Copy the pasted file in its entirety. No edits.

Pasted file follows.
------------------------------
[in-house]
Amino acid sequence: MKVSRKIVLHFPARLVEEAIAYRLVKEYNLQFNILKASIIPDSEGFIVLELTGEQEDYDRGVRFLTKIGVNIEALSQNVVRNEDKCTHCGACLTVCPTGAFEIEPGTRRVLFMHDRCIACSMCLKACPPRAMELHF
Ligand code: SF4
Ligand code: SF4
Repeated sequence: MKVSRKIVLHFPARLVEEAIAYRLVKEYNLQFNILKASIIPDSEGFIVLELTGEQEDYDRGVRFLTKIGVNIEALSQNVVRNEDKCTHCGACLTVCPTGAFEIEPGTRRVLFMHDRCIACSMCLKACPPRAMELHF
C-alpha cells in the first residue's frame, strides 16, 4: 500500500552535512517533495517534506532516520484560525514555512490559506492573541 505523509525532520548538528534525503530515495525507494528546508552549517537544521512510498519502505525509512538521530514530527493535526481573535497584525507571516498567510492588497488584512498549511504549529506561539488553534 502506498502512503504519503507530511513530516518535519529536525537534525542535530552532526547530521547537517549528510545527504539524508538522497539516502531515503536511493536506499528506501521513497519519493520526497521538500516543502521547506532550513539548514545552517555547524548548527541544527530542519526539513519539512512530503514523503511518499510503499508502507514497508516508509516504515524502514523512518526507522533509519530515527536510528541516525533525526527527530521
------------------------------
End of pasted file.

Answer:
[in-house]
Amino acid sequence: MKVSRKIVLHFPARLVEEAIAYRLVKEYNLQFNILKASIIPDSEGFIVLELTGEQEDYDRGVRFLTKIGVNIEALSQNVVRNEDKCTHCGACLTVCPTGAFEIEPGTRRVLFMHDRCIACSMCLKACPPRAMELHF
Ligand code: SF4
Ligand code: SF4
Repeated sequence: MKVSRKIVLHFPARLVEEAIAYRLVKEYNLQFNILKASIIPDSEGFIVLELTGEQEDYDRGVRFLTKIGVNIEALSQNVVRNEDKCTHCGACLTVCPTGAFEIEPGTRRVLFMHDRCIACSMCLKACPPRAMELHF
C-alpha cells in the first residue's frame, strides 16, 4: 500500500552535512517533495517534506532516520484560525514555512490559506492573541 505523509525532520548538528534525503530515495525507494528546508552549517537544521512510498519502505525509512538521530514530527493535526481573535497584525507571516498567510492588497488584512498549511504549529506561539488553534 502506498502512503504519503507530511513530516518535519529536525537534525542535530552532526547530521547537517549528510545527504539524508538522497539516502531515503536511493536506499528506501521513497519519493520526497521538500516543502521547506532550513539548514545552517555547524548548527541544527530542519526539513519539512512530503514523503511518499510503499508502507514497508516508509516504515524502514523512518526507522533509519530515527536510528541516525533525526527527530521